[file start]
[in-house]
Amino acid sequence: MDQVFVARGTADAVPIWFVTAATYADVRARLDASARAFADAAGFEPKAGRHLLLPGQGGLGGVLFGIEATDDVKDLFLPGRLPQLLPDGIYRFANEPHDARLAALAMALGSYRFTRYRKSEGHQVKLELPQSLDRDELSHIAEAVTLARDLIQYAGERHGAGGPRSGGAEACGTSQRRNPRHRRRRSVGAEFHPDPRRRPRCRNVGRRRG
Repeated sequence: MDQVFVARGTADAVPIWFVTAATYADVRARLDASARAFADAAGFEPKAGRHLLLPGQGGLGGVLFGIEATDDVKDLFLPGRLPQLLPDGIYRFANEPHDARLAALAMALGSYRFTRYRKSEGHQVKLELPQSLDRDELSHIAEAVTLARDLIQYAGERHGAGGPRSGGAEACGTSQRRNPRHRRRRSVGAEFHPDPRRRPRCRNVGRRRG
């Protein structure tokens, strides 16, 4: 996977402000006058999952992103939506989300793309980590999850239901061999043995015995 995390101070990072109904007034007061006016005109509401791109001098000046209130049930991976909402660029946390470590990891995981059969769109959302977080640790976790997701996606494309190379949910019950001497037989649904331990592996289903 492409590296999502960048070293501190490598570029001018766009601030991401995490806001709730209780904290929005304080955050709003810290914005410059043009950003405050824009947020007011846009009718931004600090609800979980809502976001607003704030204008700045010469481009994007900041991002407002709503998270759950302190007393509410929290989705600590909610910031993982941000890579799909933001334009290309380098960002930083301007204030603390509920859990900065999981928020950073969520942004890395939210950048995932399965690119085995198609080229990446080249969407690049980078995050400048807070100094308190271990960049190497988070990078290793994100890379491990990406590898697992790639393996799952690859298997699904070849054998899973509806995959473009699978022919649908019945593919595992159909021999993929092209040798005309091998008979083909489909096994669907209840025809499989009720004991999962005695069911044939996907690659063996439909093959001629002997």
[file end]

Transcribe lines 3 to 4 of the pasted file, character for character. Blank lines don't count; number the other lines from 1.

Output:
Repeated sequence: MDQVFVARGTADAVPIWFVTAATYADVRARLDASARAFADAAGFEPKAGRHLLLPGQGGLGGVLFGIEATDDVKDLFLPGRLPQLLPDGIYRFANEPHDARLAALAMALGSYRFTRYRKSEGHQVKLELPQSLDRDELSHIAEAVTLARDLIQYAGERHGAGGPRSGGAEACGTSQRRNPRHRRRRSVGAEFHPDPRRRPRCRNVGRRRG
């Protein structure tokens, strides 16, 4: 996977402000006058999952992103939506989300793309980590999850239901061999043995015995 995390101070990072109904007034007061006016005109509401791109001098000046209130049930991976909402660029946390470590990891995981059969769109959302977080640790976790997701996606494309190379949910019950001497037989649904331990592996289903 492409590296999502960048070293501190490598570029001018766009601030991401995490806001709730209780904290929005304080955050709003810290914005410059043009950003405050824009947020007011846009009718931004600090609800979980809502976001607003704030204008700045010469481009994007900041991002407002709503998270759950302190007393509410929290989705600590909610910031993982941000890579799909933001334009290309380098960002930083301007204030603390509920859990900065999981928020950073969520942004890395939210950048995932399965690119085995198609080229990446080249969407690049980078995050400048807070100094308190271990960049190497988070990078290793994100890379491990990406590898697992790639393996799952690859298997699904070849054998899973509806995959473009699978022919649908019945593919595992159909021999993929092209040798005309091998008979083909489909096994669907209840025809499989009720004991999962005695069911044939996907690659063996439909093959001629002997």